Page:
Ion transport in plant is of central interest in plant biology. Indeed, ion fluxes across the membranes are essential for example in mineral nutrition, cell elongation, signal transduction and stomata movements. Therefore, understanding the molecular details of ion transport is a major issue in plant biology. Different protein families are involved in mediating the transport of the different ion species. In the last decade several anion transporters families have been identified. Among them the ALMT (Aluminium Activated Malate Channel) was shown to be implicated in the transport of anions across the plasma membrane and the tonoplast. In the present project we will focus on the members of the ALMT family localised in the vacuolar membrane. We want to characterise their functional properties and to understand their role in the plant anion homeostasis. Several fundamental questions are still open concerning these proteins. Are the different vacuolar ALMTs involved in different cellular processes? Do they perform their function as homomers or heteromers? What is their role for plant growth, development and stress resistance? We will address these issues using different approaches:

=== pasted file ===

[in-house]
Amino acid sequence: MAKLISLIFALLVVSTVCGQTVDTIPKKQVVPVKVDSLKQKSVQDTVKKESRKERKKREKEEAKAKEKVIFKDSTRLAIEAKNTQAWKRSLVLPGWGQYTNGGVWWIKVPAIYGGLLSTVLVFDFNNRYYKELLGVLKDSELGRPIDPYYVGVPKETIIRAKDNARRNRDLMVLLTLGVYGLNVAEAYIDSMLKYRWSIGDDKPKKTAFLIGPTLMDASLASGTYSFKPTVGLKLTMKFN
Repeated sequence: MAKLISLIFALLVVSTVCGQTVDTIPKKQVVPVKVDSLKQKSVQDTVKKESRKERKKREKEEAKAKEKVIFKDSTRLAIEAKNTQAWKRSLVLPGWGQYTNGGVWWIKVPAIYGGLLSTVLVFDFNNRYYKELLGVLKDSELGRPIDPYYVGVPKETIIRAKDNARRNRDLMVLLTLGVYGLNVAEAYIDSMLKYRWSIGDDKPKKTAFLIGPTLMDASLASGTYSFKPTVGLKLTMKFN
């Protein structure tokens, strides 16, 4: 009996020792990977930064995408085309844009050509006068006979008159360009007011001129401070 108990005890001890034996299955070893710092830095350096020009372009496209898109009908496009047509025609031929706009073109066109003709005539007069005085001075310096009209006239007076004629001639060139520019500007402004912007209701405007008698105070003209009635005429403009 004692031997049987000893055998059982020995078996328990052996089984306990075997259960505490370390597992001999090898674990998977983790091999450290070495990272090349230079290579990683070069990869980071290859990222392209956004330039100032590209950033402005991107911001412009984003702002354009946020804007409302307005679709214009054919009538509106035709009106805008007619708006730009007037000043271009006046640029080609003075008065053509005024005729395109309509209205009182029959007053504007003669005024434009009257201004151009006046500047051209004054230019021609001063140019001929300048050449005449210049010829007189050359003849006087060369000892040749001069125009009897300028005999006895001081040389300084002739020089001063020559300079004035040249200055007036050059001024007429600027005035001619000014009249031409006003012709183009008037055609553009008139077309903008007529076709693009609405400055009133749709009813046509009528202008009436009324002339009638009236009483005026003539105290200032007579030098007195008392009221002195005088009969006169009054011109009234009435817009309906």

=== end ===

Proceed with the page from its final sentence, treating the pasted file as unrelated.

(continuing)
A) an electrophysiological characterisation of the vacuolar ALMTs for which any functional information is lacking .
B) a combination of biochemical and microscopy techniques to investigate the quaternary structure of these proteins and to elucidate if they can form heteromeric complexes in vivo
C) an analysis of single and multiple loss-of-function mutant plants and of multiple silenced lines that we will generate during this project.
The combination of these different approaches will allow us understanding the role of the vacuolar ALMTs at different level of integration: the organelle, the cell and the plant.